Two weeks ago, the newly revamped Spider-Man franchise caused a brief stir when Tom Holland — the relatively unknown actor tapped to portray the friendly neighborhood web-slinger — announced at CinemaCon in Las Vegas the title of the forthcoming film: Spider-Man: Homecoming.
That the film doesn’t come out for another 15 months was no deterrent to fans and reporters: The seemingly minor announcement elicited stories in Deadline, Entertainment Weekly, USA Today, The Telegraph, The Verge (to name just a few major outlets) and countless blogs dedicated to covering all aspects of geek culture and entertainment. Next to nothing was revealed about the film’s plot, save for Holland saying, “Peter [Parker] is trying to find his true identity and where he really belongs in the world.” Sony Pictures chairman Tony Rothman did say he hopes Parker’s emotional journey will span the course of three films — assuring us at least another six years of incessant Spider-Man marketing.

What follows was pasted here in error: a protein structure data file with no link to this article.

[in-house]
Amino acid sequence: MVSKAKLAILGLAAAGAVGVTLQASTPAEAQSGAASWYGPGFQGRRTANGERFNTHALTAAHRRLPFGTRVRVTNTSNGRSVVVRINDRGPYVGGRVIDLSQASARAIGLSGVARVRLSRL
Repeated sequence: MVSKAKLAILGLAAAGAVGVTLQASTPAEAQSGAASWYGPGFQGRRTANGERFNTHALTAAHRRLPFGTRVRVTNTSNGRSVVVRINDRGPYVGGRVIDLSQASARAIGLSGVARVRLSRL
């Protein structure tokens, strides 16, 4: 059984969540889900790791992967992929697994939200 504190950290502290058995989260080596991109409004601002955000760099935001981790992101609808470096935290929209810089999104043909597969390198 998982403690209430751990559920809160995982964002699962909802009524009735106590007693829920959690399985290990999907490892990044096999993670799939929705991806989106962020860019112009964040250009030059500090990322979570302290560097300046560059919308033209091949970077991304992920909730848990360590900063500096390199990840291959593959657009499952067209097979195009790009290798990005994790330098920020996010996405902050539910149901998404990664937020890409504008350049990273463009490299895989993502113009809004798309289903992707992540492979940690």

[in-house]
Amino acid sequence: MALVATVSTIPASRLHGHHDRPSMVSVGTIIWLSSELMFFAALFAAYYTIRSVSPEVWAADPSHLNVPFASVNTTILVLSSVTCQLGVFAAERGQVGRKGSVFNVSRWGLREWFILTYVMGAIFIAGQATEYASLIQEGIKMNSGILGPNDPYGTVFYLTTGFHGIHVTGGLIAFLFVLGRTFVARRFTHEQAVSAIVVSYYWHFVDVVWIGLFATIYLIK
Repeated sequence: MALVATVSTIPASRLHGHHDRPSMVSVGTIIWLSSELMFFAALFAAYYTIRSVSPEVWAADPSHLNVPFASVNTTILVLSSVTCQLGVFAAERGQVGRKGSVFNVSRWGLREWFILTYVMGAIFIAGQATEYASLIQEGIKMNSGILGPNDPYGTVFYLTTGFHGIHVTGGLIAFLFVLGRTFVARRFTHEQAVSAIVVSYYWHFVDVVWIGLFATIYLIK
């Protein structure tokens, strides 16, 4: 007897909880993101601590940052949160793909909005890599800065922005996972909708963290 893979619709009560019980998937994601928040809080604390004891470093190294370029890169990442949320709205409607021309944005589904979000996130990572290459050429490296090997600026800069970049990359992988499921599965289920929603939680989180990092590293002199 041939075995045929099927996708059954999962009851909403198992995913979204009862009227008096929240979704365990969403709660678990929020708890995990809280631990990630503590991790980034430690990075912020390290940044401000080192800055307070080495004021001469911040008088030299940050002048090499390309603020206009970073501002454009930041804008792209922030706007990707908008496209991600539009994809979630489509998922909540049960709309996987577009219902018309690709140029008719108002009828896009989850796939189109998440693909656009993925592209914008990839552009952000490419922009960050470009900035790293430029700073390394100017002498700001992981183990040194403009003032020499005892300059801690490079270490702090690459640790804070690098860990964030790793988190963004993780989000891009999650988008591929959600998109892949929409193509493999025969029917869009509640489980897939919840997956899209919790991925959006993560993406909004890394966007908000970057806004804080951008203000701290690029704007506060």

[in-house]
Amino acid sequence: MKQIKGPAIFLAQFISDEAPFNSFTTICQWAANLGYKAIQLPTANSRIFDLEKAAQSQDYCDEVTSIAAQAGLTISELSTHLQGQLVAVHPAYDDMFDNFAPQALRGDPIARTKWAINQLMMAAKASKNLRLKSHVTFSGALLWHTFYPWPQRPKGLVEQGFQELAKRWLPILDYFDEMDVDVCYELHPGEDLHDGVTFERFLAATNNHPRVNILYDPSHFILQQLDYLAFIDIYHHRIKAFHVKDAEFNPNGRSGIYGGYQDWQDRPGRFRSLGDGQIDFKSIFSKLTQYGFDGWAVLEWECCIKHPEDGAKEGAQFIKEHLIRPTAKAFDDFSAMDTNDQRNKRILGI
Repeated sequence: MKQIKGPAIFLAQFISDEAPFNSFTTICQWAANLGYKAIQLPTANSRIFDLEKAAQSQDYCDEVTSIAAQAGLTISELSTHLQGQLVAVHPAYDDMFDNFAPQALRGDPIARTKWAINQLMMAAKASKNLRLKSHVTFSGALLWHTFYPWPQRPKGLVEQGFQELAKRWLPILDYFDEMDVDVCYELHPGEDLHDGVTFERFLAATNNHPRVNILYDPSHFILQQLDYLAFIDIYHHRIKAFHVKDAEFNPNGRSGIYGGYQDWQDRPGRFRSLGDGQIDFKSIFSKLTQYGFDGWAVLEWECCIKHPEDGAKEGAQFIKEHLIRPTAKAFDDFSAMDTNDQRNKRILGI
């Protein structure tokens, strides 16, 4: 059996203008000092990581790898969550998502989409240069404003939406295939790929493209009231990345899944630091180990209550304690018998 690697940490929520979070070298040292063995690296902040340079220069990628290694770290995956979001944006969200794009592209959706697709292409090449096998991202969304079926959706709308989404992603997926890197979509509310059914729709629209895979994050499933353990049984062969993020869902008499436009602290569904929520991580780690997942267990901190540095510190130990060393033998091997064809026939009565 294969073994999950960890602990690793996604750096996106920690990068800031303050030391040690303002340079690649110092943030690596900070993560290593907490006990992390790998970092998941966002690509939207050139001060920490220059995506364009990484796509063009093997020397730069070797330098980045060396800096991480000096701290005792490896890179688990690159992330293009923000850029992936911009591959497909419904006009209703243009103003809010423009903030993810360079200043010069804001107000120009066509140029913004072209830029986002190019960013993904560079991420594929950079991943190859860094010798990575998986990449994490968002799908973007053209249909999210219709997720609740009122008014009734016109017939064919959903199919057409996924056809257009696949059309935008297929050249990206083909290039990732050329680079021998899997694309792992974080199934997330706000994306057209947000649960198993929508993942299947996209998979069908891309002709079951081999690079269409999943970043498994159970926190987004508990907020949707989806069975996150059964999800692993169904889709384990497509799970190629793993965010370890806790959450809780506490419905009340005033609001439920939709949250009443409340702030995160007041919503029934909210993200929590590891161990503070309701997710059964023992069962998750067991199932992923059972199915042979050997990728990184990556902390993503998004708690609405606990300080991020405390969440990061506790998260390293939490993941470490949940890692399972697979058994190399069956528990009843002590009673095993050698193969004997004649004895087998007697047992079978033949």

Such is the norm in the current, superhero-saturated state of the film industry. Fanboy culture has created a state of perpetual movie hype — a movie-trailer and comic-book conference-industrial complex in which the marketing cycles for major films are now several years long (and often overshadow the films themselves).
“There’s no doubt the lead time for movies has extended,” says Tom Nunan, a lecturer at UCLA’s School of Theater, Film and Television and producer on Crash, winner of the 2006 Academy Award for Best Picture. “It used to be three months. Occasionally, you’d see a six-month lead. Now you’re seeing things a year, two years out. It’s crazy.”